What’s a Farm? The Languages of Space and Place
Yu Polush, Elena
Early in this century, scholars across the humanities, social sciences, and biophysical sciences sought ways to bring citizens and scientists together to make better science, technology, and environmental policy. Critics such as Harry Collins and Robert Evans articulate a theory of experience-based expertise to better manage citizen participation in science and technology policy. Latour calls for a materialist project that moves away from critique and brings people and things together to compose a better world in the face of impending ecocide. Herbert Simons calls for a “reconstructive rhetoric” that moves beyond critique toward a rhetorical practice of judgment and collective action.1 Meanwhile, in science studies, planning, medicine, and sustainable development, participatory risk assessment and technology development that brings diverse people together to develop policy are well-established practices.2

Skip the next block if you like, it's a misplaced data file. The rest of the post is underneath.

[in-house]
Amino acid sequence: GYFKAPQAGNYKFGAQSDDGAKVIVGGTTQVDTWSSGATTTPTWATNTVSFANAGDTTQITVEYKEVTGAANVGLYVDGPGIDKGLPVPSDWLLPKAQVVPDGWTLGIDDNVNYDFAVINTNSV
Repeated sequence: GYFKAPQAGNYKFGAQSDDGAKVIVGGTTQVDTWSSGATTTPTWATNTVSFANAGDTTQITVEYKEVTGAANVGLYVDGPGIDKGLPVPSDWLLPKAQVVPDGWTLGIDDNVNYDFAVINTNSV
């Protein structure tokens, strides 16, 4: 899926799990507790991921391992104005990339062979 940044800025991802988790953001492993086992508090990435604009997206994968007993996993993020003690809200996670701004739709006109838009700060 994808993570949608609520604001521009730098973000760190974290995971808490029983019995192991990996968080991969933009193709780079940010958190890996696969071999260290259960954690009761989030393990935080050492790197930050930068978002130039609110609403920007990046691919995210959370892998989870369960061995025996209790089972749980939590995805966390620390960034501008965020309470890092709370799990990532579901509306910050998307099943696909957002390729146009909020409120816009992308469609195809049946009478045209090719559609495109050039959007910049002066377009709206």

This chapter is published as Herndl, Carl G., Sarah Beth Hopton, Lauren Cutlip, Rick Cruse, Elena Yu Polush, and Mack C. Shelley, “What’s a Farm? The Languages of Space and Place.” In Candice Rai and Caroline Gottschalk Druschke (eds.) Field Rhetoric: Ethnography, Ecology, and Engagement in the Places of Persuasion. Tuscaloosa: The University of Alabama Press (2018): 61-94. Posted with permission.